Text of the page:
A recent article on the Wall Street Journal’s blog draws attention to the high cost of producing a single penny – 1.6 cents each, to be exact. They blame this unsustainable price on the high cost of zinc, which makes up 97.5% of every American penny. The online publication Quartz ran with this story, giving it a new headline: “It costs 1.6 cents to make one penny because of the rising price of zinc”. Time for a short economics lesson.
An alternate, more accurate headline for this story would be, “It cost 1.6 cents to make a penny because of currency debasement.” Rather than pondering whether or not the United States should simply stop producing pennies to save money, Americans should really be thinking about the long-term effects of currency debasement that has been going on for generations.
To debase a currency is to weaken its purchasing power. This is often done by inflating the money supply through quantitative easing, which the Federal Reserve has been practicing for years. When a currency is debased, a unit of that currency doesn’t buy the same amount of stuff that it once did. The US dollar has been seriously debased over the last hundred years or more. Just take a look at the handy infographic at the end of this blog post to see how bad it has become.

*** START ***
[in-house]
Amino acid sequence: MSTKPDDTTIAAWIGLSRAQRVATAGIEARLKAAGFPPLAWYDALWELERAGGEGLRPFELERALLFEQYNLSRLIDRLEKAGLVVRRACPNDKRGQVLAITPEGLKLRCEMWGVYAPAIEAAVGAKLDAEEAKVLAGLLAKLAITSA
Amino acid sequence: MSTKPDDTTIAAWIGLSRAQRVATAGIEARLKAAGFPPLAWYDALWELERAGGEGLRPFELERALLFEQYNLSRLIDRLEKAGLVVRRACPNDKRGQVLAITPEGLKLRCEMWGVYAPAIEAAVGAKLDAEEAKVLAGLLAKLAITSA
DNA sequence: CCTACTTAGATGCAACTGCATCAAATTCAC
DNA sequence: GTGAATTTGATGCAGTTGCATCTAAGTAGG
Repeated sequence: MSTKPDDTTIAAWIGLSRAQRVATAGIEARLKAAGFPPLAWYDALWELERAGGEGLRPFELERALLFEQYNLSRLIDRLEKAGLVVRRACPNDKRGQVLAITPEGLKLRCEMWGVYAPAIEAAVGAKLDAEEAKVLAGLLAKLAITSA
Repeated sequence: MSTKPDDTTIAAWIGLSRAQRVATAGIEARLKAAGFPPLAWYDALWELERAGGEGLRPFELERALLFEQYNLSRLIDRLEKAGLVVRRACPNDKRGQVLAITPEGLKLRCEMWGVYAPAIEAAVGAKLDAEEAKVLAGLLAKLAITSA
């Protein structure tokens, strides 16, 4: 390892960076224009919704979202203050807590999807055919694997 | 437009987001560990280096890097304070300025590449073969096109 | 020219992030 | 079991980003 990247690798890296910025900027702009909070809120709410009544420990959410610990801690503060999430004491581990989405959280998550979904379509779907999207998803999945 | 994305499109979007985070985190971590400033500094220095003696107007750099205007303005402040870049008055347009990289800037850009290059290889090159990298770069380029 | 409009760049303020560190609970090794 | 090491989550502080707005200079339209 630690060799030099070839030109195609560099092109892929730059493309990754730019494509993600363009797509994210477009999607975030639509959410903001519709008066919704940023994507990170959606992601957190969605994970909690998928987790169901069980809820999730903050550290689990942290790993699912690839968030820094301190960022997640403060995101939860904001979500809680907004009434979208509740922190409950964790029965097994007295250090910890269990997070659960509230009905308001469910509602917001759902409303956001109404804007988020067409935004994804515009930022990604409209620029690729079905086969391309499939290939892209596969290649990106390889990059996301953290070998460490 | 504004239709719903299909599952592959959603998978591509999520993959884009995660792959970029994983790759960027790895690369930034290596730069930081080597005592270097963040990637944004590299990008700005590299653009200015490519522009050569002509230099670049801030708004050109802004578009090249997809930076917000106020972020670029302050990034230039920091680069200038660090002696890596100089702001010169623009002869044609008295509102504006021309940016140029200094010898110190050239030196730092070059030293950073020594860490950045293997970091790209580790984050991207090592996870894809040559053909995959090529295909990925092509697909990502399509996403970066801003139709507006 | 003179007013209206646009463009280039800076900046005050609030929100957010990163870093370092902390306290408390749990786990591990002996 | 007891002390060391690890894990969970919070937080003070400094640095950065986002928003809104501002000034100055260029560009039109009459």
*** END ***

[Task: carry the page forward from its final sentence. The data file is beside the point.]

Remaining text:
Currency debasement is the same reason why the US ditched the copper penny in 1982, as well as silver half-dollars, quarters, and dimes in 1964. Today we call these old silver coins “junk silver,” and they’re popular physical precious metals investments. However, they’re anything but junk – they actually contain a useful commodity that has held its value for centuries. It’s not that zinc or copper or silver has become “too expensive,” it’s that those coins have lost some of their purchasing power.
The government debases our currency and says it is because it became too expensive to produce instead of the real reason – destructive monetary policies. The policies of central banks around the world are supposed to stabilize economies and protect the people from currency debasement. However, the truth is that these policies only enrich the politically well-connected, while hurting the poor, those on fixed incomes, and savers.
When currencies aren’t debased, prices tend to fall, not rise. This gives more purchasing power to the poor, those on fixed incomes, and savers. It also decreases the need to gamble savings in the stock market, which means you have fewer bubbles like the one we’re experiencing right now.
So the next time a friend brings up the pretty well-know fact that it costs more to produce a penny than its worth, take the time to educate them about currency debasement.
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